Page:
Visiting Larry Craig's Stall

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Ben Garvin / The New York Times / Redux

A view of the men's restroom at the Minneapolis-St. Paul airport in Minneapolis.

It's only been three weeks since a bathroom sting operation made U.S. Sen. Larry Craig a household name, but already Royal Zeno is sick of talking about it. "I don't know nothing about what goes on in no bathrooms," he says whenever asked about the infamous stall where the Republican Senator from Idaho was arrested. Unfortunately for Zeno, it doesn't look like the talk will stop anytime soon, as the shoeshine shop he's run for the last 45 years adjoins the newest tourist attraction Minneapolis-St. Paul International Airport has to offer.

Since the Craig scandal first made headlines Aug. 27, the airport has been fielding requests for directions to the men's room in question. "I get the question daily," says Barb, a newsstand employee who declined to give her last name per her manager's request. "Normally they just want to know where it is," she says, "but one guy asked me to take a picture for him. It really has become quite the spectacle." Although men and women both show interest in the bathroom, Barb says, it's mostly the men who work up the nerve to ask for directions. "By the food court, next to the lottery stand," she tells them without batting an eyelash.

John Sheren, an airport information volunteer, says he had already been asked about the bathroom twice since he started his shift less than an hour before this reporter got to him. "People seem to have a weird fascination with it," he says. Indeed, sheets of toilet paper from the bathroom have apparently made their way for sale on eBay.

Frank and Lisa Smoot, a San Jose couple who missed their connecting flight to New Hampshire, thought they'd use the downtime afforded them to scope out the scene for themselves. "We're bored to death of sitting around the airport, so I thought we'd check it out," Frank says shortly after his wife snapped a digital photo of him giving a thumbs-up next to the bathroom sign. "It's just so bizarre to think that I can go stand next to where one of our 100 Senators met his political demise."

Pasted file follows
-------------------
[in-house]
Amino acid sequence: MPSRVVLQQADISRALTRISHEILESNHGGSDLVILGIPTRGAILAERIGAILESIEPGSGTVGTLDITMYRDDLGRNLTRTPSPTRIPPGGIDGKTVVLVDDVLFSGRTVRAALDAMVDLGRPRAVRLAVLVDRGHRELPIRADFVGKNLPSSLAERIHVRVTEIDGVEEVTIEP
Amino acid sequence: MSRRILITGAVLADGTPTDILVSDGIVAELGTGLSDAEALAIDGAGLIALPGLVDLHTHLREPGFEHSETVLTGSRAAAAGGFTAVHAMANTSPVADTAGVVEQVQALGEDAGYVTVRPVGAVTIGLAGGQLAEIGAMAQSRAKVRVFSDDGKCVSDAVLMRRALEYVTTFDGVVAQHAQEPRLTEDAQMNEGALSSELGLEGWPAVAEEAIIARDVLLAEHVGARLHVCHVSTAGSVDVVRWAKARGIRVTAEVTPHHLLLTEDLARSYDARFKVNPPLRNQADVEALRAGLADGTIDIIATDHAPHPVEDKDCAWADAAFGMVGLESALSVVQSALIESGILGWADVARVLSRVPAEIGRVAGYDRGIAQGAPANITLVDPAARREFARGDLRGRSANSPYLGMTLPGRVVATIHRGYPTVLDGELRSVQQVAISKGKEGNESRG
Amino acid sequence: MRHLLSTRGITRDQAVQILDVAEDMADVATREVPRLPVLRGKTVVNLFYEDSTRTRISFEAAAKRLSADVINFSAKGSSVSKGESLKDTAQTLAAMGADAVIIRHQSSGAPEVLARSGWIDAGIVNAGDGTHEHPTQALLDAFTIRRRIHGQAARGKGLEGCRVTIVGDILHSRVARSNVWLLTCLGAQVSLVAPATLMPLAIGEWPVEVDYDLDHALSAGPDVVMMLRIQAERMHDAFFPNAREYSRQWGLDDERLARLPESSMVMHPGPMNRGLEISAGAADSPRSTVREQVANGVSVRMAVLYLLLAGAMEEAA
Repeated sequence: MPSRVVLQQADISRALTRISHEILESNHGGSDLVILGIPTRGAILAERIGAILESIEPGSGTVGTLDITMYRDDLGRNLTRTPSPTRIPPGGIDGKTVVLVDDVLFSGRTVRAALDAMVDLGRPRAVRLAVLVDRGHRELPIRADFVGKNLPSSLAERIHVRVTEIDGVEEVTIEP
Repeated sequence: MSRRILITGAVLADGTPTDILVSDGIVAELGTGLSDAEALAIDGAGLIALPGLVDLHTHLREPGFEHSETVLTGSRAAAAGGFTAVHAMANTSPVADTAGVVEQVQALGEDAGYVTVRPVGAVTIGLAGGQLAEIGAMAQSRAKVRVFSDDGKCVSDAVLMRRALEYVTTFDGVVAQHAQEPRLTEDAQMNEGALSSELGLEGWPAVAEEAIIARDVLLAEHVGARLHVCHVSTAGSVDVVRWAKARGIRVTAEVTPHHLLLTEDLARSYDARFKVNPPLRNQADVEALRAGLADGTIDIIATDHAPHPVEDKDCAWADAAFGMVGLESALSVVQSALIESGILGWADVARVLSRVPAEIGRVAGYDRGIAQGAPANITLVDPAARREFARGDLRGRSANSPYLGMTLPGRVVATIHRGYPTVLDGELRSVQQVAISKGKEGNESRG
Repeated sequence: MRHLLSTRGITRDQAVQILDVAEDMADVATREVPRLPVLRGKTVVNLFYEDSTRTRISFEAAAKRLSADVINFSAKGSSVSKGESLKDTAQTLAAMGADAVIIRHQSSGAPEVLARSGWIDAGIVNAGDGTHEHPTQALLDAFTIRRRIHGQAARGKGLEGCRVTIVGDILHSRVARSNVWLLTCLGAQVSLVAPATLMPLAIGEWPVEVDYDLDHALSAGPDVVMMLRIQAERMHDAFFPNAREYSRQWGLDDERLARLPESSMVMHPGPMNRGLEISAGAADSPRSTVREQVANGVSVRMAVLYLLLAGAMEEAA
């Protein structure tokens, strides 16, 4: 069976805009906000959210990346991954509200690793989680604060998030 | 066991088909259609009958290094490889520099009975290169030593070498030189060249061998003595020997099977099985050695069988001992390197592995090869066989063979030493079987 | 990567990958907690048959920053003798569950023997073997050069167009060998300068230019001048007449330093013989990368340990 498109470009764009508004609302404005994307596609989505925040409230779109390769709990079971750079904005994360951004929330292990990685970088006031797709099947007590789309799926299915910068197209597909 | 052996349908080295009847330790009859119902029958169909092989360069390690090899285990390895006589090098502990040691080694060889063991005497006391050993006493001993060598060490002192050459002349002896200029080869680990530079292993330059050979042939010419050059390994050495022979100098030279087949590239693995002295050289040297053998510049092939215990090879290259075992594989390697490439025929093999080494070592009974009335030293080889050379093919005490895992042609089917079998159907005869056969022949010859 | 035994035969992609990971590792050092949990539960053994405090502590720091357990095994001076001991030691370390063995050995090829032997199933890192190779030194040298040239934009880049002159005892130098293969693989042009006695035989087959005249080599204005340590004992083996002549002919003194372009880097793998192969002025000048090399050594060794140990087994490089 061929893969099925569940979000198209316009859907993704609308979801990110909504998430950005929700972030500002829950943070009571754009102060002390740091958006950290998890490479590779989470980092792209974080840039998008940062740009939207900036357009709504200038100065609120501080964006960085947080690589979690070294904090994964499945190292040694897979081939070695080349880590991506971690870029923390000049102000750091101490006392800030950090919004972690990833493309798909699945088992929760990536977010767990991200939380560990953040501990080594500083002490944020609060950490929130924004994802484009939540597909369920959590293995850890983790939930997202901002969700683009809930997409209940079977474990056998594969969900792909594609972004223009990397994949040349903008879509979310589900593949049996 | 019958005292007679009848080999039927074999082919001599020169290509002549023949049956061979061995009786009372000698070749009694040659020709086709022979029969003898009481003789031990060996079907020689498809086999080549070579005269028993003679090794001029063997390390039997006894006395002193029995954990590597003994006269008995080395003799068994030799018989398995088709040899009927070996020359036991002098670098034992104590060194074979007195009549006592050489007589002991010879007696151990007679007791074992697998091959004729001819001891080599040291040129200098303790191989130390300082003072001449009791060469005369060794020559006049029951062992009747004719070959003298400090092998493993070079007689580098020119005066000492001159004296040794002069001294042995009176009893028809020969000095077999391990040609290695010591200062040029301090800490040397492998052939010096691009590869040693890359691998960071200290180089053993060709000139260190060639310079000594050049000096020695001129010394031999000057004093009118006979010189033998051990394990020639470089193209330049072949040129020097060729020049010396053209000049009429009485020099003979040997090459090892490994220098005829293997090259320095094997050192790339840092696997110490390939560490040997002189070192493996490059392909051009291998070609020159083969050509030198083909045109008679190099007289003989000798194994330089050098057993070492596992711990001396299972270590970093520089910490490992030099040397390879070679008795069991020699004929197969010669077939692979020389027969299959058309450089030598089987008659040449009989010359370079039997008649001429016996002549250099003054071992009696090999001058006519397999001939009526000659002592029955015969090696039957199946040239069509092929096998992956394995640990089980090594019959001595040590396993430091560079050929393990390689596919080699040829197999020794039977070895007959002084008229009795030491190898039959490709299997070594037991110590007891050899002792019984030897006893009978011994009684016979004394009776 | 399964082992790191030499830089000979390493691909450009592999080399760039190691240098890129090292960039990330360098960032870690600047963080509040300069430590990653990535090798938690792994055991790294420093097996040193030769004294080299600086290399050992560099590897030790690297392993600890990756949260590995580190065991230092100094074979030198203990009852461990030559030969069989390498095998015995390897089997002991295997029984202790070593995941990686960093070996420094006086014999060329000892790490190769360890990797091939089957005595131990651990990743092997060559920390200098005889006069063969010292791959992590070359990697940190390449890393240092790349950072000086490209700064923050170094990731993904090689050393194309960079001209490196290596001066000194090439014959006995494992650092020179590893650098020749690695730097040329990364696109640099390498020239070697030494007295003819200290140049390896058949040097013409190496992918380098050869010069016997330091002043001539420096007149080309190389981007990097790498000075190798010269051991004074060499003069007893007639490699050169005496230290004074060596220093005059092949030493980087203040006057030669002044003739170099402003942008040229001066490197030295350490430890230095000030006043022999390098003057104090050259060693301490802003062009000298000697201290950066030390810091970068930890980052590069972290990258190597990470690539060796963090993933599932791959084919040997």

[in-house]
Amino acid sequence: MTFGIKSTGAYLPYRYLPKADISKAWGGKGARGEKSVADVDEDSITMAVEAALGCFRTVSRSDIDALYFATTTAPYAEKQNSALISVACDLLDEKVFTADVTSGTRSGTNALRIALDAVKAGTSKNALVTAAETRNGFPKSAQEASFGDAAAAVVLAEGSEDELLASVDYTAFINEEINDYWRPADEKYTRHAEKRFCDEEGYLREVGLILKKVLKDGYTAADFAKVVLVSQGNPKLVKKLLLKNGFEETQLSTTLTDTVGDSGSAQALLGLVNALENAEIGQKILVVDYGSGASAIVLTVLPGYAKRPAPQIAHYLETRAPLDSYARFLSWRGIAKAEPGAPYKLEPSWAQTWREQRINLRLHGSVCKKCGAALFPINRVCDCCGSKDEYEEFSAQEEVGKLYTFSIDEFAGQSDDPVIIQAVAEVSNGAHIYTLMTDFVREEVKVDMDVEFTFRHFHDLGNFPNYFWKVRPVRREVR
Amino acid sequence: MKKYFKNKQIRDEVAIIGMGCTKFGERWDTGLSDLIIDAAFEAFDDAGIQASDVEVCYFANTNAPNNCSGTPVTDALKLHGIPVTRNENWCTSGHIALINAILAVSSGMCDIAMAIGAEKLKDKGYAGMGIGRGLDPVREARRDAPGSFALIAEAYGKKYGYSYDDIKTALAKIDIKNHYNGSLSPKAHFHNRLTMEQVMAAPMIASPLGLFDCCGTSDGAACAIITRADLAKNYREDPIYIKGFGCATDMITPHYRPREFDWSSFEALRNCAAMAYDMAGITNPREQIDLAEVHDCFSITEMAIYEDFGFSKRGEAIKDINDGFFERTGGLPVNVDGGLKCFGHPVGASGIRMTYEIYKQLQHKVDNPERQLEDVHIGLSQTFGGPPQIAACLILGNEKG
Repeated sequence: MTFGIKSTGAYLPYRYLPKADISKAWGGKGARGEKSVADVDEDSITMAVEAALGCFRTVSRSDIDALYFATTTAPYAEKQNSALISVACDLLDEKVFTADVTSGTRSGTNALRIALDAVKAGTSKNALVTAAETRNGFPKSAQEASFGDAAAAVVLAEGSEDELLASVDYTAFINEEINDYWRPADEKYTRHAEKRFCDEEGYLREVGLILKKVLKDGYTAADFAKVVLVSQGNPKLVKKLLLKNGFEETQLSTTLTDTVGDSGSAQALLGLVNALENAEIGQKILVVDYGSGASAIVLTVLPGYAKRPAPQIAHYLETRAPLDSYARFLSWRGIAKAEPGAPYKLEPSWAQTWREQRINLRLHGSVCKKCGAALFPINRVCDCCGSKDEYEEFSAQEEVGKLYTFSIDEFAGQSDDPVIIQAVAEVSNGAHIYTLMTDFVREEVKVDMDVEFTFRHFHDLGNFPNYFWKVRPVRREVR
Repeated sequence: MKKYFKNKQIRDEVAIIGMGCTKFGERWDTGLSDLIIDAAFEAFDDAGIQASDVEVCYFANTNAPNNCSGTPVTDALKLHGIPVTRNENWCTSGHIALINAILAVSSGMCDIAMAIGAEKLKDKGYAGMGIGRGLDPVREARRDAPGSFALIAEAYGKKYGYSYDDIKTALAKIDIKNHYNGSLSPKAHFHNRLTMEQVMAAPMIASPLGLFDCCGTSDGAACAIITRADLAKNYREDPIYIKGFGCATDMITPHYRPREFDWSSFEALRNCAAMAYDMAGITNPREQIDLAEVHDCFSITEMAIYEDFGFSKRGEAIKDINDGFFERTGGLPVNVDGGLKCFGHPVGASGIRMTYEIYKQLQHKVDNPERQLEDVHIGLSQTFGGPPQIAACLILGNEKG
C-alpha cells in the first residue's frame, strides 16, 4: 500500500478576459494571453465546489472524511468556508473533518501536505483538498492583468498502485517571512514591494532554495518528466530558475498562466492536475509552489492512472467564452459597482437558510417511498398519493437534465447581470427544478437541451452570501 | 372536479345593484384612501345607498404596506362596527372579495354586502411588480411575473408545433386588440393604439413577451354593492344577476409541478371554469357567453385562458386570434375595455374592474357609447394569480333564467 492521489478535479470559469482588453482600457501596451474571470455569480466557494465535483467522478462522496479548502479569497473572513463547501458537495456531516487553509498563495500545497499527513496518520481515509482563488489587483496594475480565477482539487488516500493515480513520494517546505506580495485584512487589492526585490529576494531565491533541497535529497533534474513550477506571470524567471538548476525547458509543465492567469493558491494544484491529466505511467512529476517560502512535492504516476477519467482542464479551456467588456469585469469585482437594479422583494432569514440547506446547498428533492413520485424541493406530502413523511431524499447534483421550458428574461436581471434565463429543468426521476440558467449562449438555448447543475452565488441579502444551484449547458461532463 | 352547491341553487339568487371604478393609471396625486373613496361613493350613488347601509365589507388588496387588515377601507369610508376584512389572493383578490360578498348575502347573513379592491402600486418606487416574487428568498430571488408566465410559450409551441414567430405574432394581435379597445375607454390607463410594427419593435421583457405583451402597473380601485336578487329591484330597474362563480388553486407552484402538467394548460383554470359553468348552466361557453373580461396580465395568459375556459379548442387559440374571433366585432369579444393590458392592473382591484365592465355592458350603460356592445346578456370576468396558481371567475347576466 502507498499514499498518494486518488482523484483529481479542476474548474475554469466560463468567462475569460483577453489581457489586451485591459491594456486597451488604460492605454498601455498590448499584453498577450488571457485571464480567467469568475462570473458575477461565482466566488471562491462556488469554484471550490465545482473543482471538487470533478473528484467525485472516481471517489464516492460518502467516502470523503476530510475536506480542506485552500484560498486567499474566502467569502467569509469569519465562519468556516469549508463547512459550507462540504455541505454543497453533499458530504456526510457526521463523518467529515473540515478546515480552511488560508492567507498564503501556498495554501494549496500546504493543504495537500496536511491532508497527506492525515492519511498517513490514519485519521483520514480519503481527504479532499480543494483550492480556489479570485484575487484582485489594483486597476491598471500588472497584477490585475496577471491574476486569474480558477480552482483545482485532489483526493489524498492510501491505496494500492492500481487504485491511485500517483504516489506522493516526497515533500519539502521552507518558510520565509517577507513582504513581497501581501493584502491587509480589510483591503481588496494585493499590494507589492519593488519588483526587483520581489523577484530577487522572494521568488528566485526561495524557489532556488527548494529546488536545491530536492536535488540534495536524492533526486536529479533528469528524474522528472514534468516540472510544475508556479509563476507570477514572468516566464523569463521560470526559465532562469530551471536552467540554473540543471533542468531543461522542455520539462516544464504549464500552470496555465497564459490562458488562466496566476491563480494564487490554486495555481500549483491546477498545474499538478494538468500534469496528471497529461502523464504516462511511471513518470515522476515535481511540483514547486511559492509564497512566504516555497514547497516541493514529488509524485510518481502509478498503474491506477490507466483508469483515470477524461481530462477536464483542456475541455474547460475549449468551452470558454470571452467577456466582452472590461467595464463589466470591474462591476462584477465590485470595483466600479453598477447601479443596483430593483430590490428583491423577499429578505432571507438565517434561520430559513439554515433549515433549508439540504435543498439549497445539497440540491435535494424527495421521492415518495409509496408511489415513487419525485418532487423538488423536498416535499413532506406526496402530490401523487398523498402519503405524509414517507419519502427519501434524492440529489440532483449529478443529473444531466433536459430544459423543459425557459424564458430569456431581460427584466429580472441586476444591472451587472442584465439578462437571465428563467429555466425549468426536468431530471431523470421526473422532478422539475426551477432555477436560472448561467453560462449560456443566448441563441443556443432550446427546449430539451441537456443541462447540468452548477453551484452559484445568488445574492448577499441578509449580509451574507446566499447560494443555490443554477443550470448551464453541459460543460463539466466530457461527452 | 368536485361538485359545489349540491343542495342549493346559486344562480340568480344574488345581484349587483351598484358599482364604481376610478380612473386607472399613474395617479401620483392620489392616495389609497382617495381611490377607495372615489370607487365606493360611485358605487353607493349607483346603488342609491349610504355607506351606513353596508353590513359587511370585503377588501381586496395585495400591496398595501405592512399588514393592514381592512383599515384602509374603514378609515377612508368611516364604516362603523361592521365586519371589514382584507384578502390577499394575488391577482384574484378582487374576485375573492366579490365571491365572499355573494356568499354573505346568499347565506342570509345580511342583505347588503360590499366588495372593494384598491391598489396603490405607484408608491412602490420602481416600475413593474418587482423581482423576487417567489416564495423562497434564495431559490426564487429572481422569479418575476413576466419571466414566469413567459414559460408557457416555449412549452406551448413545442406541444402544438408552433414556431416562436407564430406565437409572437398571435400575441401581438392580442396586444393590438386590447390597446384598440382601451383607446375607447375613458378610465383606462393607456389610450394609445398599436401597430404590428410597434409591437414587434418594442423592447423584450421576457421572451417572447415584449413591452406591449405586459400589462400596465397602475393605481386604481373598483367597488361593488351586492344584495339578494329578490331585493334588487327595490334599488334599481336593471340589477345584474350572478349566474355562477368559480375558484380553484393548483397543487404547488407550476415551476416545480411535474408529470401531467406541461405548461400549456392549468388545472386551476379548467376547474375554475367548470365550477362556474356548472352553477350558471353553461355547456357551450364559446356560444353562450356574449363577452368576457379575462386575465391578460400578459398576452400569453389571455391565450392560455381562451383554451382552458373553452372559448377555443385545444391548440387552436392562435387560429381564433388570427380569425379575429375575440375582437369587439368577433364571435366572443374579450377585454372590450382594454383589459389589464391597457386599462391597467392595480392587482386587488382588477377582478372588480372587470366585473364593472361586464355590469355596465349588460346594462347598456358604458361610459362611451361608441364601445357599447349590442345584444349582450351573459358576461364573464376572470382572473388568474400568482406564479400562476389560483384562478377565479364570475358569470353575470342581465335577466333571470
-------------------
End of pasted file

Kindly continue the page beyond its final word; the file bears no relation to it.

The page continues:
"I've heard from some of the guys that I work with that that kind of stuff goes on in bathrooms," says Megan Schlossmacher, a security screener, referring to the now infamous details of the incident. "But I couldn't believe it when it actually happened." She adds, "That's like a really, really busy bathroom, the one that he was in. It's right outside the security checkpoint, I use that women's bathroom all the time. I don't know about other people, but I was really surprised that he chose such a heavily trafficked area."

While tourists might take pleasure in commemorating their brush with celebrity, airport officials are not thrilled. "I understand the curiosity, but we're certainly not looking for any kind of special attention to the bathroom as a tourist attraction," says Pat Hogan, public affairs director for the Metropolitan Airports Commission. "We've had complaints from people who've said they've used it and women have walked into the men's restroom to take pictures. We can't have that."

"A lot of people who work at the airport are simply tired of this story," Hogan says. "While the curiosity of somebody who's just passing through the airport may be understandable, for the people who work here every day they frankly get tired of talking about it, hearing about it and answering questions about it."

Kevin Wasiluk, who sat outside the bathroom while waiting to catch a flight, says he first heard about the bathroom on the evening news. Wasiluk says he fully embraces the novelty of the situation. "It's pop history," he says. "No one's going to remember this in five years, so I'm going to get a picture while I still can."